having a body temperature that fluctuates with that of the immediate environment; having no mechanism or a poorly developed mechanism for regulating internal body temperature.

internal fertilization

fertilization takes place within the female's body


offspring are produced in more than one group (litters, clutches, etc.) and across multiple seasons (or other periods hospitable to reproduction). Iteroparous animals must, by definition, survive over multiple seasons (or periodic condition changes).


eats mollusks, members of Phylum Mollusca


having the capacity to move from one place to another.


specialized for swimming


reproduction in which eggs develop within the maternal body without additional nourishment from the parent and hatch within the parent or immediately after laying.


An aquatic biome consisting of the open ocean, far from land, does not include sea bottom (benthic zone).


an animal that mainly eats fish

saltwater or marine

mainly lives in oceans, seas, or other bodies of salt water.


reproduction that includes combining the genetic contribution of two individuals, a male and a female


that region of the Earth between 23.5 degrees North and 60 degrees North (between the Tropic of Cancer and the Arctic Circle) and between 23.5 degrees South and 60 degrees South (between the Tropic of Capricorn and the Antarctic Circle).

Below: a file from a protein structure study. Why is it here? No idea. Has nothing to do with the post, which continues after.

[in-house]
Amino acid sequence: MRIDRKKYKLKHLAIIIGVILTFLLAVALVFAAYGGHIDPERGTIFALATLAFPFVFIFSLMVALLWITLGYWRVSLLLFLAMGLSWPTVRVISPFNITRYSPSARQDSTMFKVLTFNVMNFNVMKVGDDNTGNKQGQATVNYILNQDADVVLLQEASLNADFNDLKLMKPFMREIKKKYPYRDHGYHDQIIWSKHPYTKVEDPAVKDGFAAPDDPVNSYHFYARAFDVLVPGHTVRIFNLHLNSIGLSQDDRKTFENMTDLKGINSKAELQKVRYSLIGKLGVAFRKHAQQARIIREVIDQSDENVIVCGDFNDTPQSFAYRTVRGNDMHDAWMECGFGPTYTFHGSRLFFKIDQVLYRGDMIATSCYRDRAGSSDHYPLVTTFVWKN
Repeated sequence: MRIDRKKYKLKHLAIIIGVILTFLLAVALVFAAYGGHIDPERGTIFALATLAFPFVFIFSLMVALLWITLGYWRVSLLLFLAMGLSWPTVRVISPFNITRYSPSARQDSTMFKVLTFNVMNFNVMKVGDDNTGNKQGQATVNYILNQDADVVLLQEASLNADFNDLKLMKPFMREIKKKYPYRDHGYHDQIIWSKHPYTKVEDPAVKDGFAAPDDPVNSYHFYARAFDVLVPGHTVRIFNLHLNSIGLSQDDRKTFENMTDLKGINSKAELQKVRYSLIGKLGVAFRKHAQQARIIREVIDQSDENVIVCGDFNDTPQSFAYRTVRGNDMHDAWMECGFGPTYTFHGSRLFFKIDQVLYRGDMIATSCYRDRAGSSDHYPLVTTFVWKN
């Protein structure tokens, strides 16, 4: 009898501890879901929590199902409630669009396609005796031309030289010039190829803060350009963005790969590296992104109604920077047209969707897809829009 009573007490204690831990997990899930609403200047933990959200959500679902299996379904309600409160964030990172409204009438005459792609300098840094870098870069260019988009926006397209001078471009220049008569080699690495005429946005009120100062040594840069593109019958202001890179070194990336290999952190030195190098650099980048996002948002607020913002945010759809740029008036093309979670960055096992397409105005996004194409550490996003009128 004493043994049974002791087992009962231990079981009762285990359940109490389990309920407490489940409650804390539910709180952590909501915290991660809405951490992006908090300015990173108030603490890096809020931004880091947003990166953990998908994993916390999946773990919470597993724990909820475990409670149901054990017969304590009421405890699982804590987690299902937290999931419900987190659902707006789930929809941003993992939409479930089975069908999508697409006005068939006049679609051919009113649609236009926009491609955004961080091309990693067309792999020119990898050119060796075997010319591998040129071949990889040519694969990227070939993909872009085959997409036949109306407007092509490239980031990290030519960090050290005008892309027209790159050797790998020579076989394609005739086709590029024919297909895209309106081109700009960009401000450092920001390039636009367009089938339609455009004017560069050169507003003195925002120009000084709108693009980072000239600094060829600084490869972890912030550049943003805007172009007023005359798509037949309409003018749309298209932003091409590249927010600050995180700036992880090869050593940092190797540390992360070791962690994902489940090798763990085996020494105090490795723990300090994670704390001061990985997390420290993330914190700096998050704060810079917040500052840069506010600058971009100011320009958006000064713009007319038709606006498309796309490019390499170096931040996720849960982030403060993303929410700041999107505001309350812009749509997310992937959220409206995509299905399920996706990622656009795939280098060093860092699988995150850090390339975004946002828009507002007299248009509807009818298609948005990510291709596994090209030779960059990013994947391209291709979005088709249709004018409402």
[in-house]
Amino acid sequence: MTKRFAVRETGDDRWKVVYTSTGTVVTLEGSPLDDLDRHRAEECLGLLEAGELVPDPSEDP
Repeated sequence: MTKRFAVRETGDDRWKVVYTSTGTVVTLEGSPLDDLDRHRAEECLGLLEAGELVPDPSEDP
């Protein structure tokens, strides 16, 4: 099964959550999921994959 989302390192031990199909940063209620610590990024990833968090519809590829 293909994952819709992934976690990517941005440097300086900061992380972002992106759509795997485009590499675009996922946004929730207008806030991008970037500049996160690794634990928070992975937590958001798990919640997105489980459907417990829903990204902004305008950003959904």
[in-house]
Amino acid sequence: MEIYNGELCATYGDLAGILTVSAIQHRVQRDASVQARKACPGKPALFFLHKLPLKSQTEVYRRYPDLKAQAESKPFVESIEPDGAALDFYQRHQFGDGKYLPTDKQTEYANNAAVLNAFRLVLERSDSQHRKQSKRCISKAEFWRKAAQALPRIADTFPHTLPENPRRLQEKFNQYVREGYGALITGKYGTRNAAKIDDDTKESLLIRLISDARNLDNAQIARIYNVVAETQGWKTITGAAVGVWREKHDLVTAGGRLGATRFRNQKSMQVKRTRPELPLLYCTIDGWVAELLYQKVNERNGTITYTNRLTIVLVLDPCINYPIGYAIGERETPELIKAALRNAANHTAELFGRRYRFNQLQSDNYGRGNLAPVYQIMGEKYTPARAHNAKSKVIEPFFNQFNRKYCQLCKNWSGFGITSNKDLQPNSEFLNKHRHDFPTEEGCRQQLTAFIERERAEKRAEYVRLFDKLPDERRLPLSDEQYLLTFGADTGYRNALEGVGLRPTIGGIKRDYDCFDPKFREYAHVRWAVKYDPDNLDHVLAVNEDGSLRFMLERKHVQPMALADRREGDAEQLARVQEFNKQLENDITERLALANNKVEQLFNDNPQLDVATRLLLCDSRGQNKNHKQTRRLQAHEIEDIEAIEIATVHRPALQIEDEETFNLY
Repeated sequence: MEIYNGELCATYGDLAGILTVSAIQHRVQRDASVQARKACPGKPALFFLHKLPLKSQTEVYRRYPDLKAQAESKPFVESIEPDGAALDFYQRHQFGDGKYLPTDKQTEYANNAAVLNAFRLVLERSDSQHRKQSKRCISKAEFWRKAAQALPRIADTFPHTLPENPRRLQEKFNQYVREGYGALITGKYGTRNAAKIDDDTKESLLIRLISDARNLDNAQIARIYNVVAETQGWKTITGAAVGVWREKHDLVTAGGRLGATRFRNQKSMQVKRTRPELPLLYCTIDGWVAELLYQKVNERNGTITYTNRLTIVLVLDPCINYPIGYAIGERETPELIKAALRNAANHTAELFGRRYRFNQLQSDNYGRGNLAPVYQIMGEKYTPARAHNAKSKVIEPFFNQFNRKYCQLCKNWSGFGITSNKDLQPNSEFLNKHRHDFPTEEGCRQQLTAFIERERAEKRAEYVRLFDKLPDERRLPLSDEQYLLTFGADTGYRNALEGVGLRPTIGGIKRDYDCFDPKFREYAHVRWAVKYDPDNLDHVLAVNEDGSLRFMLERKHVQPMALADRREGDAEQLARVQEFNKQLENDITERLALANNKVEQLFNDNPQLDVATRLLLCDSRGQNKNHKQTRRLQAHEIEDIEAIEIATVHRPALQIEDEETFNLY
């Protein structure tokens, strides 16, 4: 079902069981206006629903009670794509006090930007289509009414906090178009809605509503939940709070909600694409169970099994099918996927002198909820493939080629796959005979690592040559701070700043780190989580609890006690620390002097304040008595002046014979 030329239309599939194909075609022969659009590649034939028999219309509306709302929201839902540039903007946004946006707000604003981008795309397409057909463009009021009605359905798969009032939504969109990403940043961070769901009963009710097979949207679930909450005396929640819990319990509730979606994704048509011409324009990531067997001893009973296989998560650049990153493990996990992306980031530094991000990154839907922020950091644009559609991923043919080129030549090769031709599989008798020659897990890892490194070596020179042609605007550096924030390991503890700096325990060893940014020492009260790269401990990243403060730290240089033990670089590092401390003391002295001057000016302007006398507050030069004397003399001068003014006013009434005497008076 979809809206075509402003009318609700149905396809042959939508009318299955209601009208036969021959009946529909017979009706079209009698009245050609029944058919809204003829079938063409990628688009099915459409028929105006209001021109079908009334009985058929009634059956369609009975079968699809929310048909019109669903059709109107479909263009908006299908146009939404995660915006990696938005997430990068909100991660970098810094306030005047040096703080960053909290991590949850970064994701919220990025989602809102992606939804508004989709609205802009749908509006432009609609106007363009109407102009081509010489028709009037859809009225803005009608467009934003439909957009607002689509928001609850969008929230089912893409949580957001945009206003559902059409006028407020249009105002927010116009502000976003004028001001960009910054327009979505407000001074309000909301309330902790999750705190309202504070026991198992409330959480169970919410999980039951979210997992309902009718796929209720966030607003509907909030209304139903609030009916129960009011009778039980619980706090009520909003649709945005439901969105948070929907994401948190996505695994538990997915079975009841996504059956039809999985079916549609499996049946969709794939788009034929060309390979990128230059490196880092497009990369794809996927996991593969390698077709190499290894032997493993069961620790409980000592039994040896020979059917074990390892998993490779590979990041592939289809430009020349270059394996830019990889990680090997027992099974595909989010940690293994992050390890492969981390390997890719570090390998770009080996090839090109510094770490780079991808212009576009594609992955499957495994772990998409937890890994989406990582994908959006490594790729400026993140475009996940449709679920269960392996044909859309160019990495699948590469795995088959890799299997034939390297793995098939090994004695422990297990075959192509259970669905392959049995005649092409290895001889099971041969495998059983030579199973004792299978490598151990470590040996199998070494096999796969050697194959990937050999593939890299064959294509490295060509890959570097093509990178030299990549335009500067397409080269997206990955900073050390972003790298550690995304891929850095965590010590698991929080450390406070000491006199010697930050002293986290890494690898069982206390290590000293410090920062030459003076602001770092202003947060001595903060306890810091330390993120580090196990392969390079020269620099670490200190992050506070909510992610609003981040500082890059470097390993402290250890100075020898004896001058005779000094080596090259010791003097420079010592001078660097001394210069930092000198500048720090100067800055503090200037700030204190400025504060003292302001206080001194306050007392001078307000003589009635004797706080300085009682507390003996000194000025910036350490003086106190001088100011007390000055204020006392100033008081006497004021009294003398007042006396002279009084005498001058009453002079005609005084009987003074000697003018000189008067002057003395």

uses sight to communicate


International Union for Conservation of Nature and Natural Resources. 2002. "2002 IUCN Red List" (On-line ). Accessed 03-23-03 at

CITES. 2004. "Cites:Convention on International Trade in Endangered Species of Wild Fauna and Flora" (On-line). Accessed March 21, 2003 at

U.S. ESA. "U.S. ESA: NatureServe Explorer Data for Listed Status in the United States" (On-line ). Accessed 03-21-2003 at

Berger, G. 1987. Sharks. New York: Doubleday.

Compagno, L. 1984. FAO Species Catalogue: Vol. 4 Sharks of the World. Rome: United Nations Development Programme, Food and Agriculture Organization of the United States.

Duffy, C. 1997. Futher Records of the Goblin Shark, Mitsukurina owstoni (Lamniformes: Mitsukurinidae), from New Zealand. New Zealand Journal of Zoology, 24: 167-171.

Martin, R. 1999. "Biology of Sharks and Rays: Biology Of the Goblin Shark (Mitsukurina owstoni)" (On-line). Accessed March 16, 2003 at

Rorem, S. 2002. "Sea Creatures 101: Shark Series: The Goblin Shark: Ugly and Rare" (On-line ). Accessed 03-16-03 at